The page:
In a recent Advent reflection, Sister of Mercy Doris Gottemoeller compares the time in which Jesus was born to our present time. “First, the world into which Jesus was born was tragically divided — religiously, politically, economically. Among the Jews, competing sectors scorned one another. Roman rule over the Jews was often cruel and autocratic. And the gap between rich and poor seemed unbreachable. Today, our peoples and nations, despite enormous scientific progress, experience the same divisions, often exacerbated by the ability to insult and threaten one another using social media. And standing at the ready are weapons and armies that could destroy the planet as we know it.”
A bleak portrait to consider in this final week of Advent. However, Sister Gottemoeller offers a second observation that she says overwhelms the first: “the ‘good news of great joy is for all the people.’ God wishes ‘peace to those upon whom his favor rests’ (Luke 2:10).” Sister tells us that “God’s favor is without limit, encompassing saints and sinners (and ourselves, wherever we stand on that spectrum!).” She says God’s favor embraces:
• The infant born with terrible fetal anomalies, destined to live only a few minutes.
• The murderer on death row.
• Your favorite NFL quarterback.
• Your best friend.
• The current occupant of the White House.
• The clerk who waited on you in the supermarket.
• And everyone else on Earth, whatever their ethnicity, nationality, religion or political views.
Human dignity is the “source and bedrock of the Church’s social teaching,” Sister says. “God sent his Son as Messiah and Lord, as savior, for each and every human being … we need to remind ourselves that God’s favor rests on every person we encounter.” Read the full reflection at The Sisters of Mercy of the Americas (https://tinyurl.com/y2ne4xa3).
The relentless pandemic and equally relentless post-election drama may be distracting us from the season of Advent and our calling as people of faith to prepare the way of the Lord, beginning in our own hearts. We are fallible human beings, but also recipients of God’s mercy and forgiveness. We are called to extend God’s generous gift to family, friends, neighbors, strangers — including those with whom we vigorously disagree.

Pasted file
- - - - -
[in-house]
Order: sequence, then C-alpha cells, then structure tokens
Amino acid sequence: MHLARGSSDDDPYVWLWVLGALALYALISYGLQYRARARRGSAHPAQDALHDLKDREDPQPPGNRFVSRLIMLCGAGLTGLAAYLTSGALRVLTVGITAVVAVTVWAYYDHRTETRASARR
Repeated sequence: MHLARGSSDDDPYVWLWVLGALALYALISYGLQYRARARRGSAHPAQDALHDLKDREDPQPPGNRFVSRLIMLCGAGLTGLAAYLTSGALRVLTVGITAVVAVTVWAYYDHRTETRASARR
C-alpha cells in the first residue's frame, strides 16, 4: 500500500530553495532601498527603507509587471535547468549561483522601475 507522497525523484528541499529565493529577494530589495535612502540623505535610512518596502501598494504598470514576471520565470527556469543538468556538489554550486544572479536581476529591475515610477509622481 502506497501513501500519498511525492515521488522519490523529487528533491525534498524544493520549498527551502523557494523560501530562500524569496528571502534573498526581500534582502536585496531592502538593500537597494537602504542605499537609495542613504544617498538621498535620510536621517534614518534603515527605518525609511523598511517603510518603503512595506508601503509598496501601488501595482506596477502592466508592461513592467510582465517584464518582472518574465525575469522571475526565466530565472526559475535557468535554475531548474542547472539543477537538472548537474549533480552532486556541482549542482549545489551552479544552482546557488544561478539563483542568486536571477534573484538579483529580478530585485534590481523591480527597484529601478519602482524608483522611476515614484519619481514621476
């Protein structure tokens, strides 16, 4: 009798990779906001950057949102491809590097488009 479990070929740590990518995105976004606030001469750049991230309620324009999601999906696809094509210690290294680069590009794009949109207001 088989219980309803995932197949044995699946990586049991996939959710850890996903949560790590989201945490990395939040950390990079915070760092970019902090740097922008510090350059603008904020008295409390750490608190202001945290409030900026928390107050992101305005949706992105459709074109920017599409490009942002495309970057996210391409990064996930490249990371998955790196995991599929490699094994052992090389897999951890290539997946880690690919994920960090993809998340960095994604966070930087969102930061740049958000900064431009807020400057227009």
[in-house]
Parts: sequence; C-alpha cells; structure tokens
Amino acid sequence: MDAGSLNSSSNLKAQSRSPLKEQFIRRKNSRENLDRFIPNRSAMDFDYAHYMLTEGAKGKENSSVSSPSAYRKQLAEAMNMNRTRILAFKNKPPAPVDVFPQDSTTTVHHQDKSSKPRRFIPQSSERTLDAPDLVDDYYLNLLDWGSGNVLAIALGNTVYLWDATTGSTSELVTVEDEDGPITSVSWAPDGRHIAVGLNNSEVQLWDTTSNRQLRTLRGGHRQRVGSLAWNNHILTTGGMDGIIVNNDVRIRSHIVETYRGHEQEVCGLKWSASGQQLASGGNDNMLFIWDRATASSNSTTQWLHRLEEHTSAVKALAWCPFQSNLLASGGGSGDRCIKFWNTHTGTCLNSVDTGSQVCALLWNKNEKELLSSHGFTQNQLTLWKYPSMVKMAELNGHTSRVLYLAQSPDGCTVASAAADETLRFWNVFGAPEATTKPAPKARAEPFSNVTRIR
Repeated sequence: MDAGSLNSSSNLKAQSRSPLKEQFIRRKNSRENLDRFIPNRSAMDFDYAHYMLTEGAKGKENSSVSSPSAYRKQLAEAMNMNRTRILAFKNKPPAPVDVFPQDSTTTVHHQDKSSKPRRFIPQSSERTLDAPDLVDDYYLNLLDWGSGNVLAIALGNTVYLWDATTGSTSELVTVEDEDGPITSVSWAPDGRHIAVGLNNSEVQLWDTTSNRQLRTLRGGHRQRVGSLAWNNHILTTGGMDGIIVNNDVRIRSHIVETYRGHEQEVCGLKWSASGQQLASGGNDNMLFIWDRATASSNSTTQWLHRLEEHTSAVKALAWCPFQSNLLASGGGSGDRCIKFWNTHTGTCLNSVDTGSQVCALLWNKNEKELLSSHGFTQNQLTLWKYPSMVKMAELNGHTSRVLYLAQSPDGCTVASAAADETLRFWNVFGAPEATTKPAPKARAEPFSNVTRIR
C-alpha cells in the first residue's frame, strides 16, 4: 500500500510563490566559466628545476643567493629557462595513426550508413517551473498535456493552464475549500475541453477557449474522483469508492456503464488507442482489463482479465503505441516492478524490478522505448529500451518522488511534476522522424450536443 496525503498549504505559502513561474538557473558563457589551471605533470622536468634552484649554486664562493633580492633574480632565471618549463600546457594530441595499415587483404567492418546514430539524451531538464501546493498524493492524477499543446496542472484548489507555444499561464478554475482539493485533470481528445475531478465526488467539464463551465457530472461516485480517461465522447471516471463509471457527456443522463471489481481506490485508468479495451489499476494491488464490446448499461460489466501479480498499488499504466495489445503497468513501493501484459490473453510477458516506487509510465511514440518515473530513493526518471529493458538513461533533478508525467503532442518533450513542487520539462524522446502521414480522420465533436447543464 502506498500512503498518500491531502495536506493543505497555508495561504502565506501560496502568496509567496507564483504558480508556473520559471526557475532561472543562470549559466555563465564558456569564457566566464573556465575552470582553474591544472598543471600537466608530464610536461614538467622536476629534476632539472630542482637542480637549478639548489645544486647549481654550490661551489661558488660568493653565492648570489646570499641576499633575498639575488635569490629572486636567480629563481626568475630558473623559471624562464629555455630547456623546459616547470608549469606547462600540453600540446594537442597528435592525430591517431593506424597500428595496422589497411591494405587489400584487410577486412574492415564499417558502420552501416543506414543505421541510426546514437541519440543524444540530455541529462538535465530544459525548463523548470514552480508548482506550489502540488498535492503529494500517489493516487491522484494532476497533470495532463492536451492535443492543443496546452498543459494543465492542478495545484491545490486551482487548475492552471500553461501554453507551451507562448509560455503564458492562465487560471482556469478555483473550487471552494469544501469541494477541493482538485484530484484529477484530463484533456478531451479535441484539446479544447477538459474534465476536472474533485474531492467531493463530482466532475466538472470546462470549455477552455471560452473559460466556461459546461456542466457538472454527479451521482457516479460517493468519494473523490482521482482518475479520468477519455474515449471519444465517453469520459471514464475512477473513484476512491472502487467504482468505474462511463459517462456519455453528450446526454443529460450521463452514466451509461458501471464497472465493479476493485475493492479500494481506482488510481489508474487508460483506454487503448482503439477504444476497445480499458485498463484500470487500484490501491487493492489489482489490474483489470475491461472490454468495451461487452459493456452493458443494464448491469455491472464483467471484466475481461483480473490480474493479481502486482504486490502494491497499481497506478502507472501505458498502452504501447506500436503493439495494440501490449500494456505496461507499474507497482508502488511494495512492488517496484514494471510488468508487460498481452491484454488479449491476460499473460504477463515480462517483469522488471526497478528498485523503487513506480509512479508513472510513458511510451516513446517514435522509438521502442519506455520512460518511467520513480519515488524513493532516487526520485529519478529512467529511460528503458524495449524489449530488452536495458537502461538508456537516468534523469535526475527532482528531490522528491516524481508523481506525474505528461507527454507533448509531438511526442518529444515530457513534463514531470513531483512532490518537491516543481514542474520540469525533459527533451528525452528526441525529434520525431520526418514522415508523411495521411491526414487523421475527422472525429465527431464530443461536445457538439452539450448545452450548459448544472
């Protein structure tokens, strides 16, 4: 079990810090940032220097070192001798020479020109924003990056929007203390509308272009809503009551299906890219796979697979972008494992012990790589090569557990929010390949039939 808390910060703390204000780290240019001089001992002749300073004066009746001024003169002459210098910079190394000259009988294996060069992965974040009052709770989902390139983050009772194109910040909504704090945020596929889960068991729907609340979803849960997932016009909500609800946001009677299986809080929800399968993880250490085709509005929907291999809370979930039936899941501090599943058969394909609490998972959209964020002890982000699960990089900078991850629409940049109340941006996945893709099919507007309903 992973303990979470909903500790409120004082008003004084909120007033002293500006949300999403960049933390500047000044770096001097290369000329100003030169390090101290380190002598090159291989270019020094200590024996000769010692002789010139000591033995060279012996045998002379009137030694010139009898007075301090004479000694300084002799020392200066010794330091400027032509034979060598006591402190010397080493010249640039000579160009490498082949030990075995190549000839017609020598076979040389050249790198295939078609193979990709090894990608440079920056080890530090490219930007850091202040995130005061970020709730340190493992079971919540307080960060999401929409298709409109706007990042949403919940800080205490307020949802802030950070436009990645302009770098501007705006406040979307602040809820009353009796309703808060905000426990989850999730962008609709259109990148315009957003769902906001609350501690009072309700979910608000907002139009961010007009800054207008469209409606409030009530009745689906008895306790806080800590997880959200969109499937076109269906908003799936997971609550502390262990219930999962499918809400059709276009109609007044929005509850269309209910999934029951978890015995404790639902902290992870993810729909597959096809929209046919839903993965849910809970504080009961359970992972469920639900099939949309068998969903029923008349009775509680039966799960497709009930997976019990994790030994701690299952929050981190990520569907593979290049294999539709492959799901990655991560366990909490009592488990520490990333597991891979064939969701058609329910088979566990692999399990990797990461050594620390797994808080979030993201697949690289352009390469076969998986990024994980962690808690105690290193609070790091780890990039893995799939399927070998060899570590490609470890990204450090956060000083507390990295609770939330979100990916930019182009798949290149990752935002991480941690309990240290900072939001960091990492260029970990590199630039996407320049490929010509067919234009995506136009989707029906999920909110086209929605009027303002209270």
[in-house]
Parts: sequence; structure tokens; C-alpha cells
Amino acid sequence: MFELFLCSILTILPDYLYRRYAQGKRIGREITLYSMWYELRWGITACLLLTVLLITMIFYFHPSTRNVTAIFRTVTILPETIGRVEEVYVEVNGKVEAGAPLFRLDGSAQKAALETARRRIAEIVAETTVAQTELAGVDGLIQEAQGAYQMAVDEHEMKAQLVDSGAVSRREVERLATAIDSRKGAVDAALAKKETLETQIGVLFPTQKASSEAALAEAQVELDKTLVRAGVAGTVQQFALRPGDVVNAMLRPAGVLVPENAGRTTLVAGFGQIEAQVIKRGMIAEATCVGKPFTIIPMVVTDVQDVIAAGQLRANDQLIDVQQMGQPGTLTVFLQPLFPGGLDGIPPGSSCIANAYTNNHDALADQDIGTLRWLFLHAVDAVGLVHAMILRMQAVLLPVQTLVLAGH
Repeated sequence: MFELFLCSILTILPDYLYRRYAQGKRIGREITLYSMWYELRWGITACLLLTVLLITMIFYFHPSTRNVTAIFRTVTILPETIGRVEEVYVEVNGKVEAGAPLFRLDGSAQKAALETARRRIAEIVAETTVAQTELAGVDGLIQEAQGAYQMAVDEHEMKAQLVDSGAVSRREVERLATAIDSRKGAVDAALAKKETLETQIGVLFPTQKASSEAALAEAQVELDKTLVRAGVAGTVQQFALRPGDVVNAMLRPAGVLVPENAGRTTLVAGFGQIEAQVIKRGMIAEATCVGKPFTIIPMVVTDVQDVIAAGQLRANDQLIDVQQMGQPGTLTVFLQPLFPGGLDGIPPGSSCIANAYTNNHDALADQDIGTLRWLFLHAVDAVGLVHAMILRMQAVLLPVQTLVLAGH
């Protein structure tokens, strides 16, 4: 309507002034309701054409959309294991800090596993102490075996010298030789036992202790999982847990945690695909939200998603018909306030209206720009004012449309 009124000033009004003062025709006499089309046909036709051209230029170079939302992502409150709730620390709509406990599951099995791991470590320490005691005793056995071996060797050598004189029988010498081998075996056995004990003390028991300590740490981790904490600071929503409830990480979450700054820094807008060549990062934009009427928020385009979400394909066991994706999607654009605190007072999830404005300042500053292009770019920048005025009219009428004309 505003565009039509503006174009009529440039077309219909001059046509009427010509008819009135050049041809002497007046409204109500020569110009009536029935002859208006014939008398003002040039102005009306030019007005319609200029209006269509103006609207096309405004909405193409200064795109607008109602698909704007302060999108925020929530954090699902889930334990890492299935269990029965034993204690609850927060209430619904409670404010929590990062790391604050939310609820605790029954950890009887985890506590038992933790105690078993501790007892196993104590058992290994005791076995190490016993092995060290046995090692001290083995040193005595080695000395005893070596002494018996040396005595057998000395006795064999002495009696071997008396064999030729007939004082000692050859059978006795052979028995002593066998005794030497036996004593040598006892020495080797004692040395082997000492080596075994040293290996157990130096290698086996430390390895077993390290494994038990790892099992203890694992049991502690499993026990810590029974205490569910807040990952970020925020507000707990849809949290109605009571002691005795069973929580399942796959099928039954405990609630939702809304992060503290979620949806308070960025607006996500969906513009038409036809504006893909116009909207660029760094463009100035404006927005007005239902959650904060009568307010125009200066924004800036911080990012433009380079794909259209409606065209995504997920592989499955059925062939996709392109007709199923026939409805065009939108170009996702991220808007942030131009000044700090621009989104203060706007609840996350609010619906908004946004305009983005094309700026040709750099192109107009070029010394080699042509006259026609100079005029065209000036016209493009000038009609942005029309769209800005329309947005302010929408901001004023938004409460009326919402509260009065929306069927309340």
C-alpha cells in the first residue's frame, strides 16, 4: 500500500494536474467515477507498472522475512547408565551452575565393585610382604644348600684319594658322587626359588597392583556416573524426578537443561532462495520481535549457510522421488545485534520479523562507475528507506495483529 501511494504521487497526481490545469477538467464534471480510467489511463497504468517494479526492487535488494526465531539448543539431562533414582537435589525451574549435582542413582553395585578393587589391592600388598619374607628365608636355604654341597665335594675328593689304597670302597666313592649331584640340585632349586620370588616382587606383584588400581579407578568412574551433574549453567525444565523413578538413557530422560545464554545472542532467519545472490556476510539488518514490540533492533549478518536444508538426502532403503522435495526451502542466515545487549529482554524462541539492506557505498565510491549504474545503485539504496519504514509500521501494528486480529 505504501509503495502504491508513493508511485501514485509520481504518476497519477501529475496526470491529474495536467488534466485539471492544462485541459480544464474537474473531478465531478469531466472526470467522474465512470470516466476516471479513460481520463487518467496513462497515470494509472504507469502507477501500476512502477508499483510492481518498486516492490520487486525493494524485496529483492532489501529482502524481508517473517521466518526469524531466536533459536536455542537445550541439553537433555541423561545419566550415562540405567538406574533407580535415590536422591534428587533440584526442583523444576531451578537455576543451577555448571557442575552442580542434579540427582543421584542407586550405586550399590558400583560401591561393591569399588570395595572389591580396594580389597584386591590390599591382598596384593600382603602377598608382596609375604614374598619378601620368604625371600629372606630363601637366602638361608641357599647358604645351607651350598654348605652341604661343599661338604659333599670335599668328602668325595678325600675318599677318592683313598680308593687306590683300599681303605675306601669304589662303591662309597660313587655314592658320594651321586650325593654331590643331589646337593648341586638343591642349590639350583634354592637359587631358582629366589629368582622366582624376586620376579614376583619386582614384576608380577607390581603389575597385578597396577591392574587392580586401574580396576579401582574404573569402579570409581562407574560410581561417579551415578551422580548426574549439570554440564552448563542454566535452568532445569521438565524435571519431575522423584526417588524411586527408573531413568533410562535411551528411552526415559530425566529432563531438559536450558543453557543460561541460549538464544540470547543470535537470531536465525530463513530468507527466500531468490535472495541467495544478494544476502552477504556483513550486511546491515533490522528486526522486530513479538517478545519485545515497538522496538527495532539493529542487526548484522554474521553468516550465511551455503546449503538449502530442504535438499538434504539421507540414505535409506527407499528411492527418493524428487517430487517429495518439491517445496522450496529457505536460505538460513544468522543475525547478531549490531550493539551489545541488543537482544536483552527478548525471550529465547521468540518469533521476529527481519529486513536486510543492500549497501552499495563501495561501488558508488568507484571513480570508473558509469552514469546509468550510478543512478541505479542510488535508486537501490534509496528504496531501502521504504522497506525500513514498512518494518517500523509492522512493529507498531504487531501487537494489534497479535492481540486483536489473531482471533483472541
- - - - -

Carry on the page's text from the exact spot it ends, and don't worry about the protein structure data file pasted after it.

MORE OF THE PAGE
“The human heart is heavy and hardened,” the Catechism of the Catholic Church, tells us. “God must give man a new heart. Conversion is first of all a work of the grace of God who makes our hearts return to him …” (CCC No. 1432). This statement appears in the section of the Catechism on the Sacrament of Penance, a sacrament that many of us turn to during this season of Advent as part of our preparation to celebrate God becoming one of us. This year, because of the pandemic, check with your parish to see when you may receive the sacrament of penance. Another idea: reflect on the examination of conscience found on the website of St. John Vianney
Parish in Bettendorf, which chose the Lord’s Prayer (sjvbett.org/reconciliation) as its framework.
One of the stanzas reads; Forgive us our sins as we forgive those who sin against us. Have I forgiven those who offended or harmed me? Whom did I harm, and what actions have I taken to make amends? What steps remain? Do I harbor feelings of revenge or resentment?
A “Prayer at Home” Advent 2020 guide created by the Diocese of Davenport and sent to households in the diocese includes a list of intercessions that inspire us to change our hearts. Among the intercessions: “That by keeping of Advent we would grow in love of God and neighbor … That the dawning light of Christ would overcome the night of sin and division, we pray: ‘Come, Lord Jesus.’”
We can change a world that today is as tragically divided religiously, politically and economically as it was in Jesus’ time by preparing to welcome our Savior by recognizing him in everyone we encounter — in person or virtually.
Barb Arland-Fye, Editor